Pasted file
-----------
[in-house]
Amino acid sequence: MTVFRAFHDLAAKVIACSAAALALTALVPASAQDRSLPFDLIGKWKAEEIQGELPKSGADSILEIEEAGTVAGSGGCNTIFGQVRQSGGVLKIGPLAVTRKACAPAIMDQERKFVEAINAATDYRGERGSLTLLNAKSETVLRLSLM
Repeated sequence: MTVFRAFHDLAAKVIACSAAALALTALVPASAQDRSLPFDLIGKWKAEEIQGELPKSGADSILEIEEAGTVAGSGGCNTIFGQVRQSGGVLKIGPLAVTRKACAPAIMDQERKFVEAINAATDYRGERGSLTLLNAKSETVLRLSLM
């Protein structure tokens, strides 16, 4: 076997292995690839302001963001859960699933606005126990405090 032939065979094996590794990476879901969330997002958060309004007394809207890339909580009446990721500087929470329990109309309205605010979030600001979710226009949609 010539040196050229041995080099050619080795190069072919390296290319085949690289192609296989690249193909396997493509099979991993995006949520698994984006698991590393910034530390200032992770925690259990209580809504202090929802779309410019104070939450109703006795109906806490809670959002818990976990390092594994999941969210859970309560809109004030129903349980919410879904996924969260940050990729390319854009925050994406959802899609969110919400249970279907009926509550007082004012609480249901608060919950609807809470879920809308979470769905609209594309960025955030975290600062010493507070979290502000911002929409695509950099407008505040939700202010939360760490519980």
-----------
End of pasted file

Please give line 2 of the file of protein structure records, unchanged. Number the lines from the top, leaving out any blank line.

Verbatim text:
Amino acid sequence: MTVFRAFHDLAAKVIACSAAALALTALVPASAQDRSLPFDLIGKWKAEEIQGELPKSGADSILEIEEAGTVAGSGGCNTIFGQVRQSGGVLKIGPLAVTRKACAPAIMDQERKFVEAINAATDYRGERGSLTLLNAKSETVLRLSLM